An interesting theme has emerged in the past couple of weeks from analysts, described succinctly in a recent column by Clive Crook of the Financial Times: Obama Is Choosing to Be Weak. The Crook thesis is that by delegating so much authority to Congress, President Barack Obama is first encouraging the creation and passage of truly bad legislation, starting with the climate change bill that passed the House before the recess, and moving to the health reform bill slowly taking shape on Capitol Hill.
To Crook, Obama is wasting the talent he has brought to his administration, since officials are spending more time working the phones to build support for the crummy bills emerging in Congress than crafting good policy. But the greatest waste, he argues, is the president himself choosing not to take his standing with the country to go over the heads of Members of Congress and tell them why they need to support something stronger and better.
Crook is not alone. The unease about the compromises on Capitol Hill extends to E.J. Dionne, among others. For Dionne, who starts with more sympathy for Obamas political context, there is fear especially that the kinds of compromises that Sens. Max Baucus (D-Mont.) and Chuck Grassley (R-Iowa) will come up with will end up leading to too many concessions, and to a health plan so watered down that it will undermine the long-term goals of covering everybody and containing costs. He ends a recent column with a plea to the president to weigh in forcefully: He should toughen Baucus negotiating strategy, and hell have to mediate among liberals. He doesnt need stone tablets, just an iron will.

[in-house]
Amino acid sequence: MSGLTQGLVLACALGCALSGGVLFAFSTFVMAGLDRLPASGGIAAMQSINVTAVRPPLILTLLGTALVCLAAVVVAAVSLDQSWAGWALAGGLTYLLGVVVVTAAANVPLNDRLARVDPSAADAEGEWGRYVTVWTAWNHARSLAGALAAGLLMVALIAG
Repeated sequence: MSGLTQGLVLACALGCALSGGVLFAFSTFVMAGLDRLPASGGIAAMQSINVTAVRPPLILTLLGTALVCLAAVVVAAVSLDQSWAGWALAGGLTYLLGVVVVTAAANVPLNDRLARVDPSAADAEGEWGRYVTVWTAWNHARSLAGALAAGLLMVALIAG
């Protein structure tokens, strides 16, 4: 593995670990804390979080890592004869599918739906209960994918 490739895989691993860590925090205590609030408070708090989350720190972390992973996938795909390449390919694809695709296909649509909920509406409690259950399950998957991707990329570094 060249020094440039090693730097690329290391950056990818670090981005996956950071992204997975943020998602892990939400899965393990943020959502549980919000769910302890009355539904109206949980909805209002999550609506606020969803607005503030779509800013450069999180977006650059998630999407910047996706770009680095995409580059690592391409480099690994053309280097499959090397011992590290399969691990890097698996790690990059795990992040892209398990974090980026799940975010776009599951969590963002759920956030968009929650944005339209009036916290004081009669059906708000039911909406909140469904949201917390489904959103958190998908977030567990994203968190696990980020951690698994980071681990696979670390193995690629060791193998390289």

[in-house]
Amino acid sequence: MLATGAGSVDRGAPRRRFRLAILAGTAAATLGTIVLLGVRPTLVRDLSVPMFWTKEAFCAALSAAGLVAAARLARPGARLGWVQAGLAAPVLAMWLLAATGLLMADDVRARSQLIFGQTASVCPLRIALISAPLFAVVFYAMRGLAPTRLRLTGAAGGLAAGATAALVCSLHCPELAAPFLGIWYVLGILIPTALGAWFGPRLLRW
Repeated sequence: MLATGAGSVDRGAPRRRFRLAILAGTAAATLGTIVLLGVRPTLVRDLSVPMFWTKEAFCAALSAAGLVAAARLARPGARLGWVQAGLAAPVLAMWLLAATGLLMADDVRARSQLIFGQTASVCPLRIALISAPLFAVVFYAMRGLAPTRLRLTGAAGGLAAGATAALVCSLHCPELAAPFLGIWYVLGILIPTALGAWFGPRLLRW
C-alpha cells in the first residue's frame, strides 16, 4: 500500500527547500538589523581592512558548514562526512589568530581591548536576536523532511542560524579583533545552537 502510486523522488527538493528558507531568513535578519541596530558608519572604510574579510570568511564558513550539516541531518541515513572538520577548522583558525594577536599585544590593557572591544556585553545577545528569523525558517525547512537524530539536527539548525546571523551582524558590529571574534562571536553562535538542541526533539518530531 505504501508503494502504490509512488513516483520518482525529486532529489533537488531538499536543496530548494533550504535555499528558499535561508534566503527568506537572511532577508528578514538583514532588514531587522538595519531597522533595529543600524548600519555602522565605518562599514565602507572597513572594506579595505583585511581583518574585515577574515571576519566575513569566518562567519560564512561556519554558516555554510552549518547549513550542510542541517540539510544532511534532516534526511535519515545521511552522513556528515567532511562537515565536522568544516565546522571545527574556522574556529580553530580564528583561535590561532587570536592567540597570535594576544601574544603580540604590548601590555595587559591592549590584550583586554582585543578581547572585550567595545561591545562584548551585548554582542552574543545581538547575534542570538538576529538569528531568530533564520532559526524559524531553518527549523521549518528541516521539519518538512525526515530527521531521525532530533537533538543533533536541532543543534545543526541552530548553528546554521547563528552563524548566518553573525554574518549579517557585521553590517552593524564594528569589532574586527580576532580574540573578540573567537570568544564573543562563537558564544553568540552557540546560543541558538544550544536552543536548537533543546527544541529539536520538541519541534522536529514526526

Dionne continued this theme with another column, this time about a president with high public approval, strong standing in his own party and a weakened and divided Republican opposition, who also has to contend with Senate moderates worried about budget deficits and burgeoning debt who are constraining the ability to do major health reform.
These points are all well-taken. The major bills emerging in Congress are crazy-quilt compromises, not carefully designed and intricate policy webs that would emerge from the talented policy wonks in the White House. These are not bills that are bold enough to move us dramatically toward solutions to vexing long-term problems, or even ones that are close to being what an ideal Congress is capable of crafting.
Consider climate change. If I were able to dictate policy, I would do something very simple: Enact a carbon tax to replace the payroll tax. Start taxing something we want to discourage, and stop taxing something we want to enhance. But the chances of finding majorities for something that sweeping are slim to none, and slim just left the building.